Robert Fuchs, born in 1896 was such a painter. After the war he went on to become a fulltime professional artist after completing his studies on the Viennese Academy for the Arts. Despite specializing in portraits one of his most famous paintings became the official painting for the 1955 Austrian State treaty pictured below:

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Austro-Hungarian officer – R. Fuchs 1917 Im Felde

This portait is of a still unkown officer. Based on the awards he was quite successful in the war with at least an Austro-Hungarian Iron Crown order 3rd class. (first and highest award of the row of ribbons) which is quite rare for a mere captain. The other ribbons are of generic issue for war related medals. Probably one Military Merit cross 3rd class and two Military Merit medals, both the bronze and the silver version. Next to this he has two ribbons in the button hole. One is clearly for the German Iron Cross second class. The second probably is for the Turkish War medal. Those Iron Crescents are most often seen being worn on the breast and very seldom as here with a ribbon in the buttonhole.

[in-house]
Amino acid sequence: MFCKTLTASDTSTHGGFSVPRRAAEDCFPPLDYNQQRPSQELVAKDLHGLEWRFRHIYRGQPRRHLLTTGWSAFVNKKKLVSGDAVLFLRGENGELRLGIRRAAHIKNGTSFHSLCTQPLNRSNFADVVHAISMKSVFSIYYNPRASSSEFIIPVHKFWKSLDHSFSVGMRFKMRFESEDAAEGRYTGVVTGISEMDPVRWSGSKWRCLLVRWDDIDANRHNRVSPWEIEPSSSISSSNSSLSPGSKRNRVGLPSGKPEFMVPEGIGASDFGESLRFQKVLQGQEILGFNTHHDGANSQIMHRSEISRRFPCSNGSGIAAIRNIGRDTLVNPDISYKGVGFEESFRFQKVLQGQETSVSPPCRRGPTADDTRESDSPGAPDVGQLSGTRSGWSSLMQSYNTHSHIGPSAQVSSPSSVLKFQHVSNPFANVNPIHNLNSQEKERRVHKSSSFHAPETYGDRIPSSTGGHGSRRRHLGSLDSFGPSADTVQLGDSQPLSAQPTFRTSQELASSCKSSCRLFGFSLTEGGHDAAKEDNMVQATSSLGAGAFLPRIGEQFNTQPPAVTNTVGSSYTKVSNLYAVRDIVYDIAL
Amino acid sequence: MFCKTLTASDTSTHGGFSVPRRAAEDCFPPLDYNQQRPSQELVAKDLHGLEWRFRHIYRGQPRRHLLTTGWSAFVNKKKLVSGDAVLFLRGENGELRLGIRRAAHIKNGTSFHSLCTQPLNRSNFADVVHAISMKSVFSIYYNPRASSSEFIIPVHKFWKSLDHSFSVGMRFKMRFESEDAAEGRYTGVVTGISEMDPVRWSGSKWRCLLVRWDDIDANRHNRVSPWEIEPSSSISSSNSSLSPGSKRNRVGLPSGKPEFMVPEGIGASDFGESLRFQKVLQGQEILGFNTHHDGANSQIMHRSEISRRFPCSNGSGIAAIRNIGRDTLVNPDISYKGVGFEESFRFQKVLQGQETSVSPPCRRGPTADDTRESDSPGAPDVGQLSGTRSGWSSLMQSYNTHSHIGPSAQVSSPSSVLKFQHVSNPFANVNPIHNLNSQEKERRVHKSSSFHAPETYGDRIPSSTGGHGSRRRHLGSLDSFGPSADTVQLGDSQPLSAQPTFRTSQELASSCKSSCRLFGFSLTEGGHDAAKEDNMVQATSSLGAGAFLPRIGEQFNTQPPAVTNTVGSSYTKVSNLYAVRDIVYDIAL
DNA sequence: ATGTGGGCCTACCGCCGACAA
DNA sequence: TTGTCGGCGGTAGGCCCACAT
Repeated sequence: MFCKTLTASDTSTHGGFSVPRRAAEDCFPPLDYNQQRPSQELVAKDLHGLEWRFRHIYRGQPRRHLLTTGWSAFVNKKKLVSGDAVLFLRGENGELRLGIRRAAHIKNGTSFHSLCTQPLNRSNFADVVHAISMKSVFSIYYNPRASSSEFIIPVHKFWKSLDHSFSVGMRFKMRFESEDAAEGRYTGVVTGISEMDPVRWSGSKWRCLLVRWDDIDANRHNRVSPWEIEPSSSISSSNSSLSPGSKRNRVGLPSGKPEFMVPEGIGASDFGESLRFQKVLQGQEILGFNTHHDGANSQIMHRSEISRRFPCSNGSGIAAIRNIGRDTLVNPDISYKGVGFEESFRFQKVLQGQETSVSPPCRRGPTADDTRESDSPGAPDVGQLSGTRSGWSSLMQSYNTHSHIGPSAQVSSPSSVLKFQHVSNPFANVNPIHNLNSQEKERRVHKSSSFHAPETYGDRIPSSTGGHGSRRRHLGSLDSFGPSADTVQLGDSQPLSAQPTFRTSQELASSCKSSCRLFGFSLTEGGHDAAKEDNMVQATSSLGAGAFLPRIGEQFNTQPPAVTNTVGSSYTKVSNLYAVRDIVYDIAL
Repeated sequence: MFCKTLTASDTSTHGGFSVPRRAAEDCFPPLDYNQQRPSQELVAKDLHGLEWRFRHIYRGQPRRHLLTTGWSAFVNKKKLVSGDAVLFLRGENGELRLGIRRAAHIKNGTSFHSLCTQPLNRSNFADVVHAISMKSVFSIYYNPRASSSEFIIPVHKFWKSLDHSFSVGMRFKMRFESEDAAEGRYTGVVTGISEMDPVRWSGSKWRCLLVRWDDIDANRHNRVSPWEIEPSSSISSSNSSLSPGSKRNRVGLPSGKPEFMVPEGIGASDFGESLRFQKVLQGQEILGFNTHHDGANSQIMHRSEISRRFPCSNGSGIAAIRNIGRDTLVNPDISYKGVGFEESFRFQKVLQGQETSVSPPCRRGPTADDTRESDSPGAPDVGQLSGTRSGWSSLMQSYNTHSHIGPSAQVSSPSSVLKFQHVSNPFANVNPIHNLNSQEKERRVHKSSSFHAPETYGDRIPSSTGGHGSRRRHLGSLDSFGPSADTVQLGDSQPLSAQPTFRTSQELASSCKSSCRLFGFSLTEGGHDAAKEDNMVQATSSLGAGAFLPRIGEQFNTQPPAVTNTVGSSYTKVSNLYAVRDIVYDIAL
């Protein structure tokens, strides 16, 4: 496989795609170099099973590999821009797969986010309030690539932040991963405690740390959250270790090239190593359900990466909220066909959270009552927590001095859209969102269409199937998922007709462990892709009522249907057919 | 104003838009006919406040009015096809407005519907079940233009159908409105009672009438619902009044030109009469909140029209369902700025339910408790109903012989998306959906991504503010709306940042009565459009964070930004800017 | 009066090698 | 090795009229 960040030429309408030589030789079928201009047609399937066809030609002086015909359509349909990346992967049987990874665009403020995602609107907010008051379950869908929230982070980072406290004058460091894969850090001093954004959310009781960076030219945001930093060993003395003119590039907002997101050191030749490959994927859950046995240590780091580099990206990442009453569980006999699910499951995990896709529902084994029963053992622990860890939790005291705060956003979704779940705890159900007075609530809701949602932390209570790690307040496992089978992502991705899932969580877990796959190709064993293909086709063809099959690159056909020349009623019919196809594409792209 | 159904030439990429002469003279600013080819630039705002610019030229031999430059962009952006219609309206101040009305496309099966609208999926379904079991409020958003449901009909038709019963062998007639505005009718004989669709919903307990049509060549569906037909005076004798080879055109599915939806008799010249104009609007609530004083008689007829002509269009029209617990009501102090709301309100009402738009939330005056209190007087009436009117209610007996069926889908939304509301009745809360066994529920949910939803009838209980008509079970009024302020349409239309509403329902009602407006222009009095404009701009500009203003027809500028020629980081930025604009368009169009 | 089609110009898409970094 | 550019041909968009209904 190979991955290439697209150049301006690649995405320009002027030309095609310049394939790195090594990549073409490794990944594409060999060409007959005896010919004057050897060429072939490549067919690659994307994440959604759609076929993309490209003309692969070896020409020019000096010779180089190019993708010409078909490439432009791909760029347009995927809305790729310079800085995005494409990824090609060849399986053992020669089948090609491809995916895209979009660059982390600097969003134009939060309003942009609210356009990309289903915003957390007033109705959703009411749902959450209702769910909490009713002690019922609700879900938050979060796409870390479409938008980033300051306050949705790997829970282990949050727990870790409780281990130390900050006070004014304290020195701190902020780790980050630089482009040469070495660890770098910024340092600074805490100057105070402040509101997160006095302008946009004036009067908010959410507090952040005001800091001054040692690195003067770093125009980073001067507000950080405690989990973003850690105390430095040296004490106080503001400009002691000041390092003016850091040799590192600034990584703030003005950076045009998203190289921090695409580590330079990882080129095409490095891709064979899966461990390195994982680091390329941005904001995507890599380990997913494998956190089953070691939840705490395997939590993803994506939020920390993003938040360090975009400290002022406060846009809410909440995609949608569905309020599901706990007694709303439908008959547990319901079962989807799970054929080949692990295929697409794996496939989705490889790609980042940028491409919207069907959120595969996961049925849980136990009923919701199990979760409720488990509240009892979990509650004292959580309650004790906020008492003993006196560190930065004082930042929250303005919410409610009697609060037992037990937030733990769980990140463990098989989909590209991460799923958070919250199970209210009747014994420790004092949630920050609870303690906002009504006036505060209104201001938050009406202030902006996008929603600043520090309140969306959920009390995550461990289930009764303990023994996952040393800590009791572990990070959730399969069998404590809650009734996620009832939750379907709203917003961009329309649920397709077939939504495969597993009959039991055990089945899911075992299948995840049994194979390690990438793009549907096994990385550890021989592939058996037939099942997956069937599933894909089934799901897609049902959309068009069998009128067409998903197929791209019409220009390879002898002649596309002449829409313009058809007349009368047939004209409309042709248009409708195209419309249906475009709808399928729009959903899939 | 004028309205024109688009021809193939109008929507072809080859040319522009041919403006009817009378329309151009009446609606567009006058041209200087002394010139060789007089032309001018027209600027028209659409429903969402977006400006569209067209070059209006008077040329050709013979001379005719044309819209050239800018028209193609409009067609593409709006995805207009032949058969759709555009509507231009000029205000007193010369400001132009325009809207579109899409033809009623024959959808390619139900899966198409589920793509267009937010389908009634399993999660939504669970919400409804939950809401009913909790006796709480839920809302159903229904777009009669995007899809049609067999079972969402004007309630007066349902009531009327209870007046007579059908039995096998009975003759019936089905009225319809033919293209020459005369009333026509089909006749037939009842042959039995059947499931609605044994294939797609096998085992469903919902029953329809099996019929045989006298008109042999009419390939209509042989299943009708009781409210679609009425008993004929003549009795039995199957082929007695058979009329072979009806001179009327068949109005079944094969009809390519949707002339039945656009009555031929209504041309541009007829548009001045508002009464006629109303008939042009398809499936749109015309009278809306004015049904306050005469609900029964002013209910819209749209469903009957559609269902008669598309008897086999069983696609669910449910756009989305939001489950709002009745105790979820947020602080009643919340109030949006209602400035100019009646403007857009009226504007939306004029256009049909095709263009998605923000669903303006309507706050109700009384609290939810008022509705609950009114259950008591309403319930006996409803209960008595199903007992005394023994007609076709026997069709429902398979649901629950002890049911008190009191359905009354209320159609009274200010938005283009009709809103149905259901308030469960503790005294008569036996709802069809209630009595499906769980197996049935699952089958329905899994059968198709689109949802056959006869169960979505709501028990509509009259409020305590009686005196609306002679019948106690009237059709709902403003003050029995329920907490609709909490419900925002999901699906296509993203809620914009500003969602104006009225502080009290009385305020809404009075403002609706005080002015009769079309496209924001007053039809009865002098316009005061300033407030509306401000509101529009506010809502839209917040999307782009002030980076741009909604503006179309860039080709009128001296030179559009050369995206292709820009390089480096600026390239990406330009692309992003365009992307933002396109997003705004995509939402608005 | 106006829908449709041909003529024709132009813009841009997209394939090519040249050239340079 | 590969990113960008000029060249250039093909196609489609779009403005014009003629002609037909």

The single loop on his shoulder in combination with the combination of medals hint at the possibility that he was one of the few Austro-Hungarian artillery men sent to fight on the Ottoman front with the Turks and the Germans.

More input for the naming of this officer is more than welcome!

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References: http://neustift-am-w…ler/fuchs1.html

Still Life with Medals by P.C. Kramer, 1920

It is not so often that you find a still life with Dutch medals on it, let alone colonial medals. As it directly fits my Dutch East Indies medal collection I was quite happy when I was able to acquire this painting by the Dutch Artist P.C. Kramer.

Kramer is a relatively well known painter and his work is shown in several Dutch museums. . He lived between 1879 and 1940 in Delft. The painting discussed in the blog below also hints at a background related to the Dutch East indies, like the medals in my painting.